It starts out simply enough: a banal collage of stock image skies fills a digital screen. An eagle-eyed viewer might notice the texture and correctly deduce this is a video of canvas. Within seconds though, the meditative cloudscape suffers its first intrusion: a purposeful, precise slice, carved from behind. The slit becomes shape; and pushed forward by gravity, becomes gap. An alarming, muppet-like creature peaks out, pokes about, then continues a roughly half hour dissection of the cloud-printed canvas: viewer, meet Brian Bress.
Currently hanging on the wall of apartment 30.03, Cloud Clouds, 2019, is a video work from the sculptor-director-painter-performer’s slicer series, which sees Bress combining his talents to disrupt and disturb the viewer’s expectations of painting. In a multi-layered process, Bress prints onto canvas and draws on the reverse. He then crafts a costume from like motifs; standing behind the canvas, the camouflaged Bress slices through the surface, the cut flopping forward to reveal both a drawing and a surreal glimpse of the suited-up artist. The video screen is itself set within a wooden painting frame. Clearly, the series serves as a critique and exploration of painting and its limitations. Practically speaking, the painting is not destroyed so much as transformed, consumed as fuel in this instance of performance-as-alchemy.
The Los Angeles-based Bress studied ceramics then animation and film making before gaining his Master’s in painting. In his Slicer works, he might be understood as an artist who captures paint with video, or a filmmaker whose love object is painting itself. Bress cannot see out of his masked costume, so the communion between the artist and painting – and by proxy, the viewer as voyeur - is one of trust and intimacy. We are privy to a poignant behind-the-scenes performance not entirely for us: the painter at work as a process is not typically spectator-welcome.
In his Drawers series, Bress costumes himself as various professionals - rabbi, doctor, chef; facing us, he draws from memory on a glass surface, a stand in for the camera lens itself. In discussing this series, Bress referred to those moments in childhood when his buddies would gather around and make requests for the draughtsman to conjure. In both slicers and drawers, Bress reminds us of a time when art making was a communal event. Together with his Henson-esque puppetry, there is an overall playfulness to the work which disarms even the most adamant of art traditionalists. Those who consider themselves too timid to live with video work are often surprised by how mesmerised and contemplative they become before these subtle performances. The average time a spectator spends looking at a painting has been estimated at 27.2 seconds. The Mona Lisa gets 15. Not so with Bress’s works. The stillness of the surface and the silent, diligent worker-muppet together produce an uncanny effect that can easily captivate for its 24-minute runtime.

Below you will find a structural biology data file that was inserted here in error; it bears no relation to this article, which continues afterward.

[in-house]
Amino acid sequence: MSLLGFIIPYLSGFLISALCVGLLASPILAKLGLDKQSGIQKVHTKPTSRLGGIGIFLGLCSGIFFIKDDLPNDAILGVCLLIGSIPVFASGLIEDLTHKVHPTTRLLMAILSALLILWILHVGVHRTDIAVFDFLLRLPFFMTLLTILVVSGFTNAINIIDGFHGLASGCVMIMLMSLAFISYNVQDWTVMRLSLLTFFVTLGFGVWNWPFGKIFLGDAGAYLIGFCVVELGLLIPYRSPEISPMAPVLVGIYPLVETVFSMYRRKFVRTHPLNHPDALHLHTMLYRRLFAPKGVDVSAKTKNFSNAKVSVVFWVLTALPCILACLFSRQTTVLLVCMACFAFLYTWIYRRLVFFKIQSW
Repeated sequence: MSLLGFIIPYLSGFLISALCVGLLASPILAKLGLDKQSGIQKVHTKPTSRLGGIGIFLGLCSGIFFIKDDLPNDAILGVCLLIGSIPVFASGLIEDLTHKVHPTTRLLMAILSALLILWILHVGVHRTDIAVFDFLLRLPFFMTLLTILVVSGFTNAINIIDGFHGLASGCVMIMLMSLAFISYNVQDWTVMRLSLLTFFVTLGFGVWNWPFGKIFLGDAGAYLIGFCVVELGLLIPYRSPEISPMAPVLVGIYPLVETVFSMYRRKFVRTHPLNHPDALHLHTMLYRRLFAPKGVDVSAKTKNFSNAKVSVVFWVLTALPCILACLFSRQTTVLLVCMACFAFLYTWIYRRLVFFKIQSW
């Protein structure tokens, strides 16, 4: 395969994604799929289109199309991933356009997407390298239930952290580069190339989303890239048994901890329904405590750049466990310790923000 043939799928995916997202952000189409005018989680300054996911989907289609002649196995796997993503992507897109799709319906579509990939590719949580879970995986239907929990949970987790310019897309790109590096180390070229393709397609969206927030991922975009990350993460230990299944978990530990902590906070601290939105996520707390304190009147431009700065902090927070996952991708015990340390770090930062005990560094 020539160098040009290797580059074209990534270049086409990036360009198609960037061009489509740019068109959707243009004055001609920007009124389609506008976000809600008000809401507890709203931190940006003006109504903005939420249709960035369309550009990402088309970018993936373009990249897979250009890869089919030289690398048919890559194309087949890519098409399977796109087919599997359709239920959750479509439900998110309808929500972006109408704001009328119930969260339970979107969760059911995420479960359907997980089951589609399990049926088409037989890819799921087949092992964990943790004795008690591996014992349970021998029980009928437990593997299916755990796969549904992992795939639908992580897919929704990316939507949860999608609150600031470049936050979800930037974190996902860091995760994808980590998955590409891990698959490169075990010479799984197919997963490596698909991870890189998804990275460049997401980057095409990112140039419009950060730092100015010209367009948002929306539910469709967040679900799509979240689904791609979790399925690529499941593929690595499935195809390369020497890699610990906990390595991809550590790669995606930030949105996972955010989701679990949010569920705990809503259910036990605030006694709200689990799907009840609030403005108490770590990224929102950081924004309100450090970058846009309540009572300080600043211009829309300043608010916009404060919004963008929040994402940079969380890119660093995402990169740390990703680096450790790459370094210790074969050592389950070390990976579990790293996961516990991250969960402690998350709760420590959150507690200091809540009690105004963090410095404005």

It would appear Bress is onto something.
Arianna Nourse is a curator and art provider based in London. Her work with Southbank Tower included the curation of the eclectic art collection which presides in the ‘Furnished by Armani/Casa’ apartments. A bespoke and tailored apartment which produces a beguiling luxury living experience. A small selection of apartments are currently available for sale or rent.
Courtesy the artist and Josh Lilley, London